On her staff Aunt Dahlia has the French Chef Anatole, whose culinary masterpieces are the only cuisine her husband can tolerate, and whose reputation for providing gourmet delights makes invitations to dine at Brinkley Court a much sought after social cachet.

Aunt Agatha

Aunt Agatha is Mrs. Gregson, wife of Sir Spenser Gregson, with whom she owns a country estate at Woolham Chertsey, Hertfordshire. Bertie Wooster sometimes refers to Aunt Agatha as "the family curse" and regards her with fear and trepidation. On her part she regards Bertie as a vapid and frivolous wastrel. This is not to say that she does not harbor ambitions to "make something" of her nephew, either in the form of matrimony to Honoria Glossop or by becoming private secretary to a Cabinet Minister. Very conscious of the reputation of the Wooster family name, Mrs. Gregson also interferes in the love life of Bertie's Uncle Thomas, Lord Yaxley.

Lord and Lady Wickham

Lord and Lady Wickham have their country seat at Skeldings Hall, Hertfordshire and are good friends of Aunt Agatha. Their red-haired daughter, Roberta (Bobbie) has a penchant for getting Bertie Wooster into all sorts of predicaments, and Jeeves thinks that the young lady needs a husband of commanding authority and considerable strength of character to curb her vivacious nature. This would not be Bertram Wooster in Jeeves's opinion.

Sir Roderick Glossop

Sir Roderick Glossop is a noted nerve specialist ("loony doctor"). He is the father of Honoria and Hildebrand (Tuppy) and is convinced that Bertie Wooster is quite insane. He is also president of the Anti-Gambling League, is an abstemious eater and drinker who believes coffee is the root cause of all mental health problems.

Hildebrand (Tuppy) Glossop

Tuppy Glossop and Bertie Wooster often meet at the Drones club where they are both members and where Tuppy previously played a practical joke on Bertie that resulted him in taking a swim in the pool in full evening dress. Tuppy is betrothed to Angela Travers. He is also a formidable rugby player.

Honoria Glossop

Honoria Glossop is the daughter of Sir Roderick Glossop. She and Bertie Wooster were once engaged for at least two weeks as a result of the machinations of Bertie's Aunt Agatha. Her idea of "molding" Bertie is to take him around art galleries and concerts and to read to him from the writings of Ruskin. She is a large, brainy, and strenuous girl whom Bertie thinks may have boxed for the 'Varsity.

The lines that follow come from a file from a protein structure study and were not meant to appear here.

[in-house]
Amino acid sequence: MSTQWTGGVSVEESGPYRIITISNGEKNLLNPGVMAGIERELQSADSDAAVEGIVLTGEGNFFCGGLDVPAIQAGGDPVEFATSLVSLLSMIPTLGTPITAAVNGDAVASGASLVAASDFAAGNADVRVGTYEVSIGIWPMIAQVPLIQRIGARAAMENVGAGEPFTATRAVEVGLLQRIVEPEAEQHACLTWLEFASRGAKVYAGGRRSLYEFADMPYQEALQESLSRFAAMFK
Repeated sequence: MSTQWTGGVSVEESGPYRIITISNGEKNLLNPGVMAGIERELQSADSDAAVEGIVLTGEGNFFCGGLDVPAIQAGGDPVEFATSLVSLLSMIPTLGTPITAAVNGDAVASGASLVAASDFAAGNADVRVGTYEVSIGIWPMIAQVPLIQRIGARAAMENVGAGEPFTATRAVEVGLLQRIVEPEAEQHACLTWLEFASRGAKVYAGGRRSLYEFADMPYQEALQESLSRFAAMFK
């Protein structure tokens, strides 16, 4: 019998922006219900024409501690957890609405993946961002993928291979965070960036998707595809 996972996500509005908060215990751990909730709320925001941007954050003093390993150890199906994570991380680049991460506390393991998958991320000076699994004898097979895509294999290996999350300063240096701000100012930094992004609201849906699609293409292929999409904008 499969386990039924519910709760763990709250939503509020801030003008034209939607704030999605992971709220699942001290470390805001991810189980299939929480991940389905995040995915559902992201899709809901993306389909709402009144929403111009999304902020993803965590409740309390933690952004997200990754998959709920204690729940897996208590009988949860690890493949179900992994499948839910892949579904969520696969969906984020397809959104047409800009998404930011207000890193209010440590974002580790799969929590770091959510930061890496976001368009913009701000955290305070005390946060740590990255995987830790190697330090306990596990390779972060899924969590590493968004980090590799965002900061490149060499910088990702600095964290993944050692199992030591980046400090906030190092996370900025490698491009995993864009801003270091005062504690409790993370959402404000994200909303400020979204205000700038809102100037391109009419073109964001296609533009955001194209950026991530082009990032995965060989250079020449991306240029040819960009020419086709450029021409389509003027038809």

Richard (Bingo) Little

Bingo Little and Bertie Wooster have known each other since their earliest childhood. Born in the same village within days of each other, they went through kindergarten, Eton, and Oxford together and have enjoyed each others company in London.

After many youthful infatuations, he marries the famous authoress Rosie M Banks. His uncle, Lord Bittlesham, eventually settles a generous allowance on him, but before that, he and Bertie go through many a scrape together. When another wealthy uncle dies, Bingo inherits a sizable income and a fine estate near Norwich.

Rosie M. Banks

Rosie M. Banks is the celebrated female novelist who meets Bingo Little while she is working as a waitress in a London club to get material for one of her books. She and Bingo get married and retire to life in on an estate near Norwich.

Augustus (Gussie) Fink-Nottle

Gussie Fink-Nottle is a young acquaintance of Bertie Wooster. He has spent a lot of his early life living in almost hermit-like conditions in the country, where he has been able to indulge his passion for the study of newts. He misses the chance to overcome his inhibitions and court Madeline Bassett at a fancy dress ball in London. He is then introduced to Aunt Dahlia as a guest at Brinkley Court where Madeline Bassett is also a guest. Aunt Dahlia inveigles him to be the Prize Giver and Speaker at the local grammar school in Market Snodsbury.

Madeline Bassett

Madeline Bassett is the young lady with whom Gussie Fink-Nottle is in love. She was at Cannes when Bertie Wooster and his Aunt Dahlia were staying there.

Eustace and Claude

Eustace and Claude are younger relatives of Bertie Wooster, and are first encountered at Twing Hall where they are being tutored in the classics by Rev. Heppenstall. Later, the twins are expelled from Oxford University and are sent to South Africa by Aunt Agatha, who asks Bertie to look after them for one night.

Monsieur Anatole

Monsieur Anatole is the renowned chef at Brinkley Court. His gourmet cuisine is the only cooking that Tom Travers can tolerate, and invitations to dine at Brinkley Court, usually issued by Bertie Wooster's Aunt Dahlia (Mrs. Travers), are widely sought after. He is originally from Provence but was previously in the employ of people with American connections